The Report launch was honoured with the presence of the Honourable Minister of Education Dr David Namwandi, who invited one of the speakers the Junior Mayor of Windhoek, Ms Emma Theophilus to the stage following her insight on the report.  He noted that the education system in Namibia must be doing something right as it has produced an excellent learner such as Ms Theophilus.  He noted that the Namibian Government is the only Government in the World that spends close to twenty five percent of its national budget on education, emphasising the commitment of the government to Education.

A panel discussion was held whereby panellists responded to the motion of the global learning crisis and the role of policy in this crisis. The panel consisted of the Secretary General’s of the teachers union in Namibia, namely NANTU, the President of TUN, the Director of NIED as well as the Junior Mayor of the City of Windhoek, a learner from Khomas High School in Windhoek.

Other speakers who spoke during the official programme  included the  Dean of Faculty of Education from the University of Namibia, Dr Charmaine Villet, Ms Sandra van Zyl, Director, Higher Education, Ministry of Education as well as the Deputy Chief of Mission, People’s Republic of China, Mr Li Yigang.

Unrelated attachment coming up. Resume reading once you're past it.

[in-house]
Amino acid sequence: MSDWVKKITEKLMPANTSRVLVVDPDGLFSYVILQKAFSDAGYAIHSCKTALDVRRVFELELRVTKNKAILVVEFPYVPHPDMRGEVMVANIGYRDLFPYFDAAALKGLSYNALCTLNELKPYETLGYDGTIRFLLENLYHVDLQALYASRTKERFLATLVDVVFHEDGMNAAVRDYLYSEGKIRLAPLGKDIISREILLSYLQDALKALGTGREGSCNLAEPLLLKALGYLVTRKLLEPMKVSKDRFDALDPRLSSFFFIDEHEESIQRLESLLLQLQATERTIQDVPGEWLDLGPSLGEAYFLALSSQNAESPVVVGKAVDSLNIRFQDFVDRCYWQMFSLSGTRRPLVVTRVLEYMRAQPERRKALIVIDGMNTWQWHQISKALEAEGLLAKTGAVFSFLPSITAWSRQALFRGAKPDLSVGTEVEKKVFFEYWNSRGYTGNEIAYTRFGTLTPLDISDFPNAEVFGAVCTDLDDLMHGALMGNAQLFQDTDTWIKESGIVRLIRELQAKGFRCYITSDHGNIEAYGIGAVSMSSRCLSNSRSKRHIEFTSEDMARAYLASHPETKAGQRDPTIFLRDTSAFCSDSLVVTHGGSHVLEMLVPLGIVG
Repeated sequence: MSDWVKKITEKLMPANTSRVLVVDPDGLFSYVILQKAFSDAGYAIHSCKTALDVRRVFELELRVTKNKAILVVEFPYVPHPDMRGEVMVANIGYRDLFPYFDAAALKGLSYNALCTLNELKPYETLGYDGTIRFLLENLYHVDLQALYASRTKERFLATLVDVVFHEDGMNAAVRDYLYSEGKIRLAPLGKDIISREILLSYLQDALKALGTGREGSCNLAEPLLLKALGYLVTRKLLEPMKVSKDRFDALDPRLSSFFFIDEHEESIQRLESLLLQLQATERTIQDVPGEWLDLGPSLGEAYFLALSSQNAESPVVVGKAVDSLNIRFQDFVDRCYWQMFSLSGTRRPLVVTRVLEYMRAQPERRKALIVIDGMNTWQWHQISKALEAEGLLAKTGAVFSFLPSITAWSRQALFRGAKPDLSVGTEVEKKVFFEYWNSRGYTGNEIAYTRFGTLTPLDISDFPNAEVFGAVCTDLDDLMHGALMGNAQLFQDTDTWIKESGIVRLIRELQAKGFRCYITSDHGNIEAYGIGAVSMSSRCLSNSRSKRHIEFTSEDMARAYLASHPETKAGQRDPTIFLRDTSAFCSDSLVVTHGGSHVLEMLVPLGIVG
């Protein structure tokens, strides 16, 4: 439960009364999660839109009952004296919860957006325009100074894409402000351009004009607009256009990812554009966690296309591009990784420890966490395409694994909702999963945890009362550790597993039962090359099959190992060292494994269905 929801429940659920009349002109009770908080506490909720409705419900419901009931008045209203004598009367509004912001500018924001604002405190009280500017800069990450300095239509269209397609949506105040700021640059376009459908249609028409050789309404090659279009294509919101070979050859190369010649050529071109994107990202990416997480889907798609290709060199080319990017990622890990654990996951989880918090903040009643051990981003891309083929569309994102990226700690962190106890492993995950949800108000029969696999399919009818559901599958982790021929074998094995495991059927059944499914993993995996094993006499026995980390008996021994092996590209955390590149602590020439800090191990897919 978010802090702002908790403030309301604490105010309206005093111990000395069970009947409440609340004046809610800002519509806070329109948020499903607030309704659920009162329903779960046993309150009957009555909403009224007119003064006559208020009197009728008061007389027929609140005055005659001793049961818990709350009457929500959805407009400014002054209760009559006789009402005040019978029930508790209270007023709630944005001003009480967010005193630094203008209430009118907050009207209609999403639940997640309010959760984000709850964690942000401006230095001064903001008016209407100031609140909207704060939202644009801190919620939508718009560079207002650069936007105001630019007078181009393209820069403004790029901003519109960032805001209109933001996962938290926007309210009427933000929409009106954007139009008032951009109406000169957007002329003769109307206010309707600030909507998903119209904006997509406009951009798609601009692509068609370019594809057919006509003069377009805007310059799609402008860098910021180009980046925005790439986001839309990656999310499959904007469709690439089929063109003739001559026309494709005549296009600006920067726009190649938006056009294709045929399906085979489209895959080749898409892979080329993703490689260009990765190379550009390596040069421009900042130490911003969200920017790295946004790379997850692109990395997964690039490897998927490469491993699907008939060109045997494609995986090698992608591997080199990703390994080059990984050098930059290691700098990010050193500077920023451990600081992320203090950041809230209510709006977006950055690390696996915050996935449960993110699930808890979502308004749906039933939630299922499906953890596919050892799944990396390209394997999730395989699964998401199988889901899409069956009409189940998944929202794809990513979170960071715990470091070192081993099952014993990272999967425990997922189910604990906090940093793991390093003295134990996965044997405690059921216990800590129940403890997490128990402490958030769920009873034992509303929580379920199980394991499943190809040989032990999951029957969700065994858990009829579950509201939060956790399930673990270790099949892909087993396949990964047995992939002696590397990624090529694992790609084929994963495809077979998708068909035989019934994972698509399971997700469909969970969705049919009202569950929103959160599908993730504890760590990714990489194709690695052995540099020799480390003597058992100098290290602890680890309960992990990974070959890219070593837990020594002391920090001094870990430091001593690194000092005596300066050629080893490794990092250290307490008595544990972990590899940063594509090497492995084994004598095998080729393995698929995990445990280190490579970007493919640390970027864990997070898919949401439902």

UNESCO Assistant Director General of Education,  Dr Qian Tang.

UNESCO Assistant Director General of Education, Dr Qian Tang.



Learners reflect on International Mother Tongue Day

mother language day final

In commemoration of International Mother Tongue Day, Windhoek High School (Model United Nations Namibia) MUNNAM Society members demonstrated the importance of the day by presenting a short programme to the entire school.  “Recognising local languages enables more people to make their voices heard and take an active part in their collective fate,” the chairman of the society, read excerpts from the Message from Ms Irina Bokova, Director General of UNESCO.

 The learners wrote and delivered speeches to their fellow learners in some of the local Namibian languages as well as Spanish. The learners were excited to highlight the diversity of languages available at their own school campus. As part of their Model United Nations activities with the United Information Centre, the WHS MUNNAM Society actively engages organises and celebrates international commemorative days as a tool to heighten the awareness of the work of the United Nations at their school. UNIC Windhoek is proud to support and nurture this club to become active ambassadors.

Secretary General’s Message for International Mother Language Day

mother language day final

International Mother Language Day celebrates linguistic and cultural diversity alongside multilingualism as a force for peace and sustainable development.